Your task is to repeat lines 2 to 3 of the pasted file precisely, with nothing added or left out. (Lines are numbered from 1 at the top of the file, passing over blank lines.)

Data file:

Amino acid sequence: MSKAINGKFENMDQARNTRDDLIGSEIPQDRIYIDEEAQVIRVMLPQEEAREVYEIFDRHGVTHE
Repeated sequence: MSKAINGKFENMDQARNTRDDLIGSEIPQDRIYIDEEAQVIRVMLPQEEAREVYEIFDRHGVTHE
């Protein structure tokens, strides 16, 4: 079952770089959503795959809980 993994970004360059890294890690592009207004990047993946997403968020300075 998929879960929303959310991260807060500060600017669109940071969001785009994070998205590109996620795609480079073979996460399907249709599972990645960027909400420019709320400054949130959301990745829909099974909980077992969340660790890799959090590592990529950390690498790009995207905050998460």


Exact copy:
Repeated sequence: MSKAINGKFENMDQARNTRDDLIGSEIPQDRIYIDEEAQVIRVMLPQEEAREVYEIFDRHGVTHE
């Protein structure tokens, strides 16, 4: 079952770089959503795959809980 993994970004360059890294890690592009207004990047993946997403968020300075 998929879960929303959310991260807060500060600017669109940071969001785009994070998205590109996620795609480079073979996460399907249709599972990645960027909400420019709320400054949130959301990745829909099974909980077992969340660790890799959090590592990529950390690498790009995207905050998460």